Drafting effective cohabitation agreements
Posted on 09/14/2016 at 07:50 AM by Mary Zambreno
According to one article, more and more couples now are simply choosing to cohabit in lieu of marriage. And in yet another study, the researchers found that couples who live together are more likely to break up and less likely to get married now than in the 1990s. A census report cited by this article states that between 1967 and 2014, the share of Americans over 18 who are living with an unmarried partner went from virtually zero to nearly one-tenth.
These statistics illustrate the clear need for some kind of formal cohabitation agreement between unmarried partners. Generally, a cohabitation agreement is a legal document – enforceable in court because it is nothing more than a contract between two consenting adults – to protect their rights as a couple while simultaneously protecting their rights as individuals. A cohabitation agreement differs from a prenuptial agreement in that the parties to the cohabitation agreement do not have an immediate intent to be married. They only wish to live together but want to clarify in clear, enforceable terms what his or her rights and obligations are.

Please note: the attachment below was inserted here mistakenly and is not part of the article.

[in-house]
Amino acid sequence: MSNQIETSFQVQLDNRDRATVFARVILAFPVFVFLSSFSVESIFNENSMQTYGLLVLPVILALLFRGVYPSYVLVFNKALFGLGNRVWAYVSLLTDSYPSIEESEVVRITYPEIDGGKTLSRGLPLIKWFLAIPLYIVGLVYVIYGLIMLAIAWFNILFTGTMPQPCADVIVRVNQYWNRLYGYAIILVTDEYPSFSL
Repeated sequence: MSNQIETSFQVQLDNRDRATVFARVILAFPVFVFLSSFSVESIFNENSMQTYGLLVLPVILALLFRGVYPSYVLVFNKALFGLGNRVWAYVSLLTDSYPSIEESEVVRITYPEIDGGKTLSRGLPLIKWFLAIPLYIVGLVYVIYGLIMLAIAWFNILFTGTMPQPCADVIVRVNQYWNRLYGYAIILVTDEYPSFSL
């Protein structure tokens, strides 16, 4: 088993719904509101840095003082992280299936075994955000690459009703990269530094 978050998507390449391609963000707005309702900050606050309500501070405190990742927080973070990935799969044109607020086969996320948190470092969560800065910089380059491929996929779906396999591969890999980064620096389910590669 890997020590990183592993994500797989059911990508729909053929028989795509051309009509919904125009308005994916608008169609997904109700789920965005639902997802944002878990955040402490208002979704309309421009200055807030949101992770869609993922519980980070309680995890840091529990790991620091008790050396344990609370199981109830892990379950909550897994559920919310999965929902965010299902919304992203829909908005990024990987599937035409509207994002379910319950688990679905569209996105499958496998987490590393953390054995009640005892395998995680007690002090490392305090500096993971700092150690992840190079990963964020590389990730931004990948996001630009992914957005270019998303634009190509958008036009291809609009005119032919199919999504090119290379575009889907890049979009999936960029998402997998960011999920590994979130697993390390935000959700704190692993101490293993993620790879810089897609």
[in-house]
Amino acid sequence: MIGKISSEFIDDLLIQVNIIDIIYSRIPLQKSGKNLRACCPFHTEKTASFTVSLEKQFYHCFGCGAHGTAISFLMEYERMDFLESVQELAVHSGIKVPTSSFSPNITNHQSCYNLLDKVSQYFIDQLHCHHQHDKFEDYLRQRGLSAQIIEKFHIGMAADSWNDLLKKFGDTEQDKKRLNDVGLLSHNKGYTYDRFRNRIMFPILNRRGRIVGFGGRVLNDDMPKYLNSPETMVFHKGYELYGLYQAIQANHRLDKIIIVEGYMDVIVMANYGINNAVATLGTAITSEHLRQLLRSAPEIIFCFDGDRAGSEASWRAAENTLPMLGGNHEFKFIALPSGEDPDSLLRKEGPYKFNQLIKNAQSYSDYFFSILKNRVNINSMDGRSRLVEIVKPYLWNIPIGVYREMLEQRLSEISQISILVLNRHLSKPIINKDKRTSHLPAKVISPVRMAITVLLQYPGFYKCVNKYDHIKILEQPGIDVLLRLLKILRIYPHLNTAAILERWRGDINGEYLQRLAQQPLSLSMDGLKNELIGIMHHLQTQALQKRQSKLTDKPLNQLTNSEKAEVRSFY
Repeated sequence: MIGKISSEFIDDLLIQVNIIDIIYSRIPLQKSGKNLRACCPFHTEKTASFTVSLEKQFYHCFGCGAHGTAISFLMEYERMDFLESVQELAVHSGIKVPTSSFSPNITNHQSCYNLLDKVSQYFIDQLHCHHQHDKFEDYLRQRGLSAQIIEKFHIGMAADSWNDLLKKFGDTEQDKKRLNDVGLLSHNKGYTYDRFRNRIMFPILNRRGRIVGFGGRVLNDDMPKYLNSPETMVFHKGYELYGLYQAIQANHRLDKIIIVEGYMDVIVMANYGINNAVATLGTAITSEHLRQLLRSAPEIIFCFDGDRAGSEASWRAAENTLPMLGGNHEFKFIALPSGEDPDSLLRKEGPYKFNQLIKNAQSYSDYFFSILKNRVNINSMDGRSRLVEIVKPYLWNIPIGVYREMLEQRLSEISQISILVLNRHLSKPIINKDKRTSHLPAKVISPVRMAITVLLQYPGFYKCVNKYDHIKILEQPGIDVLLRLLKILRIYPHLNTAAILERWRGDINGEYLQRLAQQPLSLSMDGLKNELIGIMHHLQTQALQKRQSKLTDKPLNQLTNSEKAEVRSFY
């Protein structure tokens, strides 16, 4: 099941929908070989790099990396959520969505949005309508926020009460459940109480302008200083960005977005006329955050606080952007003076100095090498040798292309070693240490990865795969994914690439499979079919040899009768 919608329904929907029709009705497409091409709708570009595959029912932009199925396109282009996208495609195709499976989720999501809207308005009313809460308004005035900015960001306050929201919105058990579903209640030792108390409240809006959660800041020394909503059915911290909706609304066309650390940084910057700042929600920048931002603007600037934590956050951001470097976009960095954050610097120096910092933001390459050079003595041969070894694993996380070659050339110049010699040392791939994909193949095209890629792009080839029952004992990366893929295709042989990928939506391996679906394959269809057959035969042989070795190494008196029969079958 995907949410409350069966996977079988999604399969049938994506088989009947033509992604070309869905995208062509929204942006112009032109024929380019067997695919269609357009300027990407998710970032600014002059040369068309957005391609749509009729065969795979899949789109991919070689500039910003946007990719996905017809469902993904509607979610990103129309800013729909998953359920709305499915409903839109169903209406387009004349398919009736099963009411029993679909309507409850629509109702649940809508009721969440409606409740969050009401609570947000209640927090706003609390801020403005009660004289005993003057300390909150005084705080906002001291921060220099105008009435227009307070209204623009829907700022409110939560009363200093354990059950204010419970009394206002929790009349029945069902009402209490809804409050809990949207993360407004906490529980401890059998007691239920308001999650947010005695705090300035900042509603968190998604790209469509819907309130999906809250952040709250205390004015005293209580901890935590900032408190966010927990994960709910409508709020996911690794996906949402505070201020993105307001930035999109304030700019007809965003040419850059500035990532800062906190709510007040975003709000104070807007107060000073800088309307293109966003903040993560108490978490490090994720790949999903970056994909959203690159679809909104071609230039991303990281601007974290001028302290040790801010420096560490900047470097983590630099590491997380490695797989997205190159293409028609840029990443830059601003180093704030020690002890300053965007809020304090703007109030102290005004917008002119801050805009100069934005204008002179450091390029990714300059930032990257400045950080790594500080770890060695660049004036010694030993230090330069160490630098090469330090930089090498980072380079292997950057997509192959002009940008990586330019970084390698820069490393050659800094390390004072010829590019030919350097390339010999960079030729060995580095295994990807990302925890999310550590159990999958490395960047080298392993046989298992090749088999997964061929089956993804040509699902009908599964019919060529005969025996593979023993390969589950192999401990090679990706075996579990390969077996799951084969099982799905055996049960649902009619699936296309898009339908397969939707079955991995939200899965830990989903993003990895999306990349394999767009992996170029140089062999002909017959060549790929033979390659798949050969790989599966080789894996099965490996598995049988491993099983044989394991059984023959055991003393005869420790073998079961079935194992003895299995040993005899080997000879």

In general, cohabitation agreements are used to determine each party’s separate property and to determine how the parties intend to purchase and identify joint property in the future. For example, property that they currently now own can be listed on an exhibit as his or her own separate property but what about property that they purchase after they move in together or property they purchase using joint funds? A cohabitation agreement can also determine how the parties intend to pay for separate and joint expenses.
A cohabitation agreement can even go so far as to spell out what a party wishes to leave his or her unmarried partner at the time of his or her death, although an estate planning attorney will likely advise them to make sure to memorialize that agreement in a will.
And while the cohabiting partners may attempt to memorialize a custody and visitation agreement in a cohabitation agreement, a good family law attorney will likely advise them that the best interest of the child – not this agreement – will generally be the determining factor.
If you are considering entering into a cohabitation agreement, the general rules for determining enforceability of a prenuptial agreement also apply – that is, both parties should be represented (or obtain waivers from the party opting out of using an attorney), both parties should give full disclosure of their assets and liabilities, both parties should be signing voluntarily and not out of duress, etc. If you have questions about the terms of a cohabitation agreement, please contact Mary A. Zambreno.
The material in this blog is not intended, nor should it be construed or relied upon, as legal advice. Please consult with an attorney if specific legal information is needed.
Categories: Mary Zambreno, Family Law
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